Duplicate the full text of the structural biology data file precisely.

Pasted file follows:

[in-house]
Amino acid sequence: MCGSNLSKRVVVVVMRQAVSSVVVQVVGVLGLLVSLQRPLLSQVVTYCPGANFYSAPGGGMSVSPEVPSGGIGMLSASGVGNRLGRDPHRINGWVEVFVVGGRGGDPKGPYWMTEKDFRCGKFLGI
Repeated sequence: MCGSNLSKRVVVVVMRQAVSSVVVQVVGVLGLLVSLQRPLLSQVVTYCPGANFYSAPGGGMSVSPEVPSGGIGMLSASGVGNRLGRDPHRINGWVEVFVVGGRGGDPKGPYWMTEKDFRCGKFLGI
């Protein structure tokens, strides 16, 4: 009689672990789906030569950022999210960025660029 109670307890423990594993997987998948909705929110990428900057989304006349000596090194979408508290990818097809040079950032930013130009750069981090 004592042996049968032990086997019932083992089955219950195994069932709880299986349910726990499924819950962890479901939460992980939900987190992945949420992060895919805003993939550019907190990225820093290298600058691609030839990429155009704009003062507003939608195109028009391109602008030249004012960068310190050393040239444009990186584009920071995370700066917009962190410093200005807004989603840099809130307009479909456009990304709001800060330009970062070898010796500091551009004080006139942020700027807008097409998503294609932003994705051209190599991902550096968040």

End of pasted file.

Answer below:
[in-house]
Amino acid sequence: MCGSNLSKRVVVVVMRQAVSSVVVQVVGVLGLLVSLQRPLLSQVVTYCPGANFYSAPGGGMSVSPEVPSGGIGMLSASGVGNRLGRDPHRINGWVEVFVVGGRGGDPKGPYWMTEKDFRCGKFLGI
Repeated sequence: MCGSNLSKRVVVVVMRQAVSSVVVQVVGVLGLLVSLQRPLLSQVVTYCPGANFYSAPGGGMSVSPEVPSGGIGMLSASGVGNRLGRDPHRINGWVEVFVVGGRGGDPKGPYWMTEKDFRCGKFLGI
């Protein structure tokens, strides 16, 4: 009689672990789906030569950022999210960025660029 109670307890423990594993997987998948909705929110990428900057989304006349000596090194979408508290990818097809040079950032930013130009750069981090 004592042996049968032990086997019932083992089955219950195994069932709880299986349910726990499924819950962890479901939460992980939900987190992945949420992060895919805003993939550019907190990225820093290298600058691609030839990429155009704009003062507003939608195109028009391109602008030249004012960068310190050393040239444009990186584009920071995370700066917009962190410093200005807004989603840099809130307009479909456009990304709001800060330009970062070898010796500091551009004080006139942020700027807008097409998503294609932003994705051209190599991902550096968040």